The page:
Generation of Simulated Expression Dataset

A series of simulated expression datasets were generated to contain a total of 20,000 “genes” (or probes) and 100 samples. The samples were divided into equally sized groups of 50 control samples and 50 experimental samples, with the gene expression values for each group generated from a standard normal distribution (i.e., with a mean value of 0 and standard deviation of 1). In order to simulate example cases of gene outliers a range of genes were randomly selected to contain an equal number (20, 50, 100, 250, 500, and 1000) of up- and down-regulated patient samples relative to the control group. For each of these simulated outlier genes, we randomly assigned a number of samples from the experimental test group (between 5 and 10) to correspond to expression levels significantly different to the standard normal distributions. These expression levels were randomly assigned so as to correspond to p-values of being part of the standardised normal sample distributions of between 0.05 and 1×10−6.

Results

Comparison to Existing Gene Outlier Detection Methods

Recently, the GTI outlier detection algorithm was described and compared to other existing gene expression outlier detection methods [4]. It was shown that the GTI method performs comparably to other outlier detection methods (including: cancer outlier profile analysis (COPA); outlier sums (OS); and the outlier robust t-statistic (ORT)) when using a simulated expression dataset [5], [6], [12]. In order to benchmark our z-score based outlier detection method ZODET against these existing methods we performed a similar comparison to the GTI method, using both simulated expression datasets and also an expression dataset compiled from a cohort of human monocyte-derived macrophage samples split into two equal sized groups.

Both the ZODET and the GTI methods were run on the simulated expression datasets of 100 samples and 20,000 probes and the resulting outputs compared. ZODET was run with the default p-value detection method and threshold, of 0.01, and a fold-change threshold of 0.5. The GTI method was also run with default settings (except that an automatic log transformation of the expression values was not carried out).

To compare the ability of the two methods to correctly identify probes that correspond to the simulated outlier expression values we used Receiver Operating Characteristic (ROC) curves on the ranked outputs (Figure 3). The GTI output was ranked in descending “GTI score” order and ZODET was ranked using the number of samples that were detected to be associated with an outlier probe. These methods of ranking highlight an important difference between outlier detection using ZODET and the GTI method; that is, the GTI method only detects whether a particular gene (or microarray probe) contains outlier samples, whereas ZODET detects the likelihood that a gene (or probe) is an outlier for each of the individual test samples. Therefore, ZODET has the advantage of being able to identify both the genes and the specific test experimental samples that are significantly associated with outlier gene expression values.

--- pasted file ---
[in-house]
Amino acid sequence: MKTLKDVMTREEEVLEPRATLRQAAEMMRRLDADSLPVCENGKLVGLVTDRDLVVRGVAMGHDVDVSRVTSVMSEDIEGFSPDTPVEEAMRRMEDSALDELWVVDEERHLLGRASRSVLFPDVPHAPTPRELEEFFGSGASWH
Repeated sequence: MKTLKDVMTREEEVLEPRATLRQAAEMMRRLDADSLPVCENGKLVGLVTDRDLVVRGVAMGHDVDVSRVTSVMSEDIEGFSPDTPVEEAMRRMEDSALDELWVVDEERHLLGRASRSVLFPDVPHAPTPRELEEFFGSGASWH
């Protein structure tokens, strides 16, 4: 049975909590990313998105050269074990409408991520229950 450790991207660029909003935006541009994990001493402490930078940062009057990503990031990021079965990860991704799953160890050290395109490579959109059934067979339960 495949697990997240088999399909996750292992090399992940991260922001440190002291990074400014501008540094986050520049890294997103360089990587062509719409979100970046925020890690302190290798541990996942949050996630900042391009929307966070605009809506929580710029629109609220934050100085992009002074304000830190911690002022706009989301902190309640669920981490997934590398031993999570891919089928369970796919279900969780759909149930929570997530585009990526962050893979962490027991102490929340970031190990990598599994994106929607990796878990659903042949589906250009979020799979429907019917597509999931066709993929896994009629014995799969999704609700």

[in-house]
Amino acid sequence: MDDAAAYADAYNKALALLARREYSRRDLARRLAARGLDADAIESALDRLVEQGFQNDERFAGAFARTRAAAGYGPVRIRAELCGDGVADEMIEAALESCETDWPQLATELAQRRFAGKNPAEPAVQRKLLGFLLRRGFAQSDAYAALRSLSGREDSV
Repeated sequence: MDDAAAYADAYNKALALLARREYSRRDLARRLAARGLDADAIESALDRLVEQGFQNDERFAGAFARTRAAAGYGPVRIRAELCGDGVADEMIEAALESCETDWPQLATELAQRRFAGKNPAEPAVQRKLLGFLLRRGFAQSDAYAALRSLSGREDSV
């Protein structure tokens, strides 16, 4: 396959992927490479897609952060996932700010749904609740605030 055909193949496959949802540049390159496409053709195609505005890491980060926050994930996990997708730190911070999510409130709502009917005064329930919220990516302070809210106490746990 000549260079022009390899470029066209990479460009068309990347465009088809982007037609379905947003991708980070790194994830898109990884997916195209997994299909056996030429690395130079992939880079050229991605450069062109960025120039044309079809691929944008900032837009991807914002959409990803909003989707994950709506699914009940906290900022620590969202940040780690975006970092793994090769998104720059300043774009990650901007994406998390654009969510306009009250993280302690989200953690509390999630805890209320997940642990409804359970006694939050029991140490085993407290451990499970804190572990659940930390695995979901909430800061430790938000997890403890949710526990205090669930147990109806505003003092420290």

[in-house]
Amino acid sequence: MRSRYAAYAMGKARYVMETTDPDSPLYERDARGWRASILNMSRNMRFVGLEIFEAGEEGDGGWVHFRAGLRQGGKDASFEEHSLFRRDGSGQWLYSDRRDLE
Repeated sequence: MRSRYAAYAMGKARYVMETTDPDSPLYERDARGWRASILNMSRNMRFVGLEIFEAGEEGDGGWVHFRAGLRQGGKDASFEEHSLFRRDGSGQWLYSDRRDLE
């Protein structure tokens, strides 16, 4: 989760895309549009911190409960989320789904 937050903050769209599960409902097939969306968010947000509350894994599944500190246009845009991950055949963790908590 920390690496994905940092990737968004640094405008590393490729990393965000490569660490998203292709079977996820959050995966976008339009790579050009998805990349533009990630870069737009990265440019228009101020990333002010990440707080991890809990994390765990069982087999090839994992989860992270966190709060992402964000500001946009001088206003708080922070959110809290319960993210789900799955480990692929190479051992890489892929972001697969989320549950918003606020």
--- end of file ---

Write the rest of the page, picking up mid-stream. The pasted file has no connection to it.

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Figure 3. Receiver operating characteristic (ROC) curves for ZODET and GTI outlier detection.

ROC curves are plotted based on simulated outliers (for a range of up- and down-regulated probes) from a dataset of 20,000 probes.

doi:10.1371/journal.pone.0081123.g003

Interestingly, both methods consistently performed well when identifying the up-regulated true positive outliers in the simulated expression dataset, resulting in an area under the ROC curve (AUC) of 1.0 (Figure 3). When identifying the down-regulated outliers, ZODET, clearly out-performed the GTI method, with average AUC values of 0.998 and 0.476, respectively (Figure 3). This was expected because the GTI method is specifically designed to identify outliers that are over-expressed relative to the control group, whereas ZODET detects both under- and over-expressed outliers equally well.

In summary, the two methods performed equivalently when identifying the up-regulated outlier genes from the simulated dataset, but importantly ZODET is also able to detect down-regulated outliers to a high level of accuracy.

Identification of outlier genes in a monocyte-derived macrophage microarray dataset

An example microarray dataset is available on our webpage (http://www.ucl.ac.uk/medicine/molecular-​medicine/publications/microarray-outlier​-analysis). This dataset consists of two data files: (i) an “EXPRESSION DATA” file - containing the microarray expression data from monocyte-derived macrophages collected from 40 volunteers split into two equal sized groups labeled control (A1 to 20) and experimental (B1 to 20); and (ii) an “EXPERIMENT INFORMATION” file - containing associated experimental parameters. The technical specifications of these input files are described in the provided software documentation.